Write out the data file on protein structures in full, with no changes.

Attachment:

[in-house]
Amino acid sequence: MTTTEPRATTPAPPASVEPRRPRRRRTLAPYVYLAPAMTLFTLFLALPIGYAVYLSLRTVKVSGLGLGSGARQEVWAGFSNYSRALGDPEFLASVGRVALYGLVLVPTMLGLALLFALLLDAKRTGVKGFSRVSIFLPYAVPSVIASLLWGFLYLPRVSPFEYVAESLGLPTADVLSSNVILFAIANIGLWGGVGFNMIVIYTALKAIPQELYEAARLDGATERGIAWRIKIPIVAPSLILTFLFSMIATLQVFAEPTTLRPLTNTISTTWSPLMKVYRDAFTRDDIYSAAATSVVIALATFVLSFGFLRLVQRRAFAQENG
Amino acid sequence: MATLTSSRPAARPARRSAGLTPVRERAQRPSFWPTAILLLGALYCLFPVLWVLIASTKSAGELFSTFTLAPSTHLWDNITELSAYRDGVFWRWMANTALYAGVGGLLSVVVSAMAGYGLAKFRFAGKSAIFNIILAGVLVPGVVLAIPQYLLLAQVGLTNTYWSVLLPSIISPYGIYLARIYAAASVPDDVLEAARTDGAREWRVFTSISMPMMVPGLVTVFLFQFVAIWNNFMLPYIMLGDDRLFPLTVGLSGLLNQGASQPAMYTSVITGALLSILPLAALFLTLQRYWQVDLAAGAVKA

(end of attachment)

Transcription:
[in-house]
Amino acid sequence: MTTTEPRATTPAPPASVEPRRPRRRRTLAPYVYLAPAMTLFTLFLALPIGYAVYLSLRTVKVSGLGLGSGARQEVWAGFSNYSRALGDPEFLASVGRVALYGLVLVPTMLGLALLFALLLDAKRTGVKGFSRVSIFLPYAVPSVIASLLWGFLYLPRVSPFEYVAESLGLPTADVLSSNVILFAIANIGLWGGVGFNMIVIYTALKAIPQELYEAARLDGATERGIAWRIKIPIVAPSLILTFLFSMIATLQVFAEPTTLRPLTNTISTTWSPLMKVYRDAFTRDDIYSAAATSVVIALATFVLSFGFLRLVQRRAFAQENG
Amino acid sequence: MATLTSSRPAARPARRSAGLTPVRERAQRPSFWPTAILLLGALYCLFPVLWVLIASTKSAGELFSTFTLAPSTHLWDNITELSAYRDGVFWRWMANTALYAGVGGLLSVVVSAMAGYGLAKFRFAGKSAIFNIILAGVLVPGVVLAIPQYLLLAQVGLTNTYWSVLLPSIISPYGIYLARIYAAASVPDDVLEAARTDGAREWRVFTSISMPMMVPGLVTVFLFQFVAIWNNFMLPYIMLGDDRLFPLTVGLSGLLNQGASQPAMYTSVITGALLSILPLAALFLTLQRYWQVDLAAGAVKA